A Calgary doctor uses his personal Gmail account to communicate sensitive personal health information, does not protect his account, and whammo: 7,000 of his patients now have their private information circulating on the Intertubes.

What are the takeaways?

First, never use your personal email to communicate business sensitive information. In this case, the doctor had been provided with a secure email service by the Alberta Health Service. With many companies, the corporate email system is protected (at least to some degree) against compromise and breach, defences that your personal email probably does not have.

Secondly, protect your personal email like the crown jewels it represents. Think about it, how many other services do you use online that are tied to your personal email account such that all that is required to reset the password is to click a button and respond to an email? An attacker who takes over your email, can take over all of those account too!

Which begs the question, how do you protect your email?

  1. Use a killer password generated and stored in a password manager.
  2. Enable multi-factor authentication such as Google Authenticator, Microsoft Authenticator, or Authy. Do not use SMS (text messages) as your second factor unless there is absolutely no other option. It’s better than nothing, but much weaker than a proper second factor.

Would you recommend this article?

Thanks for taking the time to let us know what you think of this article!
We'd love to hear your opinion about this or any other story you read in our publication. Click this link to send me a note →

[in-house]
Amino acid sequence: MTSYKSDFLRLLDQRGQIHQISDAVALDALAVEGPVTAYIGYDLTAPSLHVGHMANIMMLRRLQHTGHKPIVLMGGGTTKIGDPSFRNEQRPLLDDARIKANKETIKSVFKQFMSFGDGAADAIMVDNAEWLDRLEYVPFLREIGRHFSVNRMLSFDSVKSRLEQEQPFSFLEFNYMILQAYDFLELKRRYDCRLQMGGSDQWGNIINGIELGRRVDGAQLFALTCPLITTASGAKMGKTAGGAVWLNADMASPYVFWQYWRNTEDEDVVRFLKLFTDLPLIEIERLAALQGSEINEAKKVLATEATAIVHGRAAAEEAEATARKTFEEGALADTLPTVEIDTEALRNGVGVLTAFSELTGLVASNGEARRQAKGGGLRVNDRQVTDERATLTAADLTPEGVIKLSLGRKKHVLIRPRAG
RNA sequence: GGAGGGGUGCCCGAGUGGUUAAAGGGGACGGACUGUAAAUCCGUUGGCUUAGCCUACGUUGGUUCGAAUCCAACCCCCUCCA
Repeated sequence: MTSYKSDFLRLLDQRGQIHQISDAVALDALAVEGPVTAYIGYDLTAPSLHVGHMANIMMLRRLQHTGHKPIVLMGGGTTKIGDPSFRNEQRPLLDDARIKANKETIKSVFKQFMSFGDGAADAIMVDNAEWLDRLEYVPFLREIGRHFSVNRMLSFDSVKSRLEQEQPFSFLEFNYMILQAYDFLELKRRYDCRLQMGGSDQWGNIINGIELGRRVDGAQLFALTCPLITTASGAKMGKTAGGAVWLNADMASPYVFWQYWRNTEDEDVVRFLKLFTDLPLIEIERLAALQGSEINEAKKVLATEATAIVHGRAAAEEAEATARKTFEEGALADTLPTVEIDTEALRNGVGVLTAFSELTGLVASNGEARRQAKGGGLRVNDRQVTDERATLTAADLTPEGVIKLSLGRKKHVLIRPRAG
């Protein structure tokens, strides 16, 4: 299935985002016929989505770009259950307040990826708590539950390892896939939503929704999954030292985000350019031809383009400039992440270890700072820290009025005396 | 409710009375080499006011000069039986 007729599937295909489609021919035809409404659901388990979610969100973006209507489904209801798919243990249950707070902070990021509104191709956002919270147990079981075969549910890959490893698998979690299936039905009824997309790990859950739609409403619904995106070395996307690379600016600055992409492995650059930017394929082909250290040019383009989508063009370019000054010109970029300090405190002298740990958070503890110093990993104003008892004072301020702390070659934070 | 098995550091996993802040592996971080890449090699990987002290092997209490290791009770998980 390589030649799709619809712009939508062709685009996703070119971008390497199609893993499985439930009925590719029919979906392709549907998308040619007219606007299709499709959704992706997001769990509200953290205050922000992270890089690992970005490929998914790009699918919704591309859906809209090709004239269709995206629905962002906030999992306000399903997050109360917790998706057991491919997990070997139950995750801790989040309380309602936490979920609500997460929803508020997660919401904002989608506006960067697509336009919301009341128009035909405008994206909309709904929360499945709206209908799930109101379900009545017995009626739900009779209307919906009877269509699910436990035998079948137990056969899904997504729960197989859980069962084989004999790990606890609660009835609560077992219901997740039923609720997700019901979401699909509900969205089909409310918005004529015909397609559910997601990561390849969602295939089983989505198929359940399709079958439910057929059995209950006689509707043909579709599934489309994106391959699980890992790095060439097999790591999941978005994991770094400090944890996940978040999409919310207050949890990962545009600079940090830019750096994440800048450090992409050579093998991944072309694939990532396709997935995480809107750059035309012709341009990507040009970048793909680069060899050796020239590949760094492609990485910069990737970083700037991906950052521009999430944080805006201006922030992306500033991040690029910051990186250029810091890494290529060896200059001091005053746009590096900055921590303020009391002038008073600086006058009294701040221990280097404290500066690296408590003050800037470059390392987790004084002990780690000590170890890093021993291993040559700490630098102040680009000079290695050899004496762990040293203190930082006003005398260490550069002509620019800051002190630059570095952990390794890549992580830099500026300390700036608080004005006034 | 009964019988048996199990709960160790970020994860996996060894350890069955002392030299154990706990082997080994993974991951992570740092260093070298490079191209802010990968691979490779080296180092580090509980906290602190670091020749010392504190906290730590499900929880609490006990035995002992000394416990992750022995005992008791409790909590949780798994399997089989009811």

Jim Love, Chief Content Officer, IT World Canada
Previous articleData scientists’ actions are out of focus
Next articleG7 concerned about Facebook Libra
George Pajari
George Pajari is a “CISO-for-hire”, providing cybersecurity leadership to SaaS cloud startups. He was previously the Chief Information Security Officer (CISO) of Hootsuite, the most widely used social media management platform with over 15 million users including more than 800 of the Fortune 1000 companies. He was responsible for information security, IS risk management, and IT general controls. Prior to that he was the Security Architect at Hootsuite, and before that, Manager of Network Operations for Glentel's national digital radio service. He is a member of the BC Government's Provincial Security Advisory Council, a member of the Vancouver (ISC)² Chapter executive, and one of the organisers of the Vancouver BSides and BC AWARE Day security conferences. He was invited by the (ISC)² to write the Security Architecture and Engineering section for the next edition of the Official (ISC)² Guide to the CISSP CBK (Common Body of Knowledge), to be published by John Wiley in 2019. George's professional certifications include the CISSP-ISSAP, CISM, and CIPP/E. He is learning to play the bagpipes and his paper on a new device for improving piping skills will appear in a forthcoming issue of Piping Times.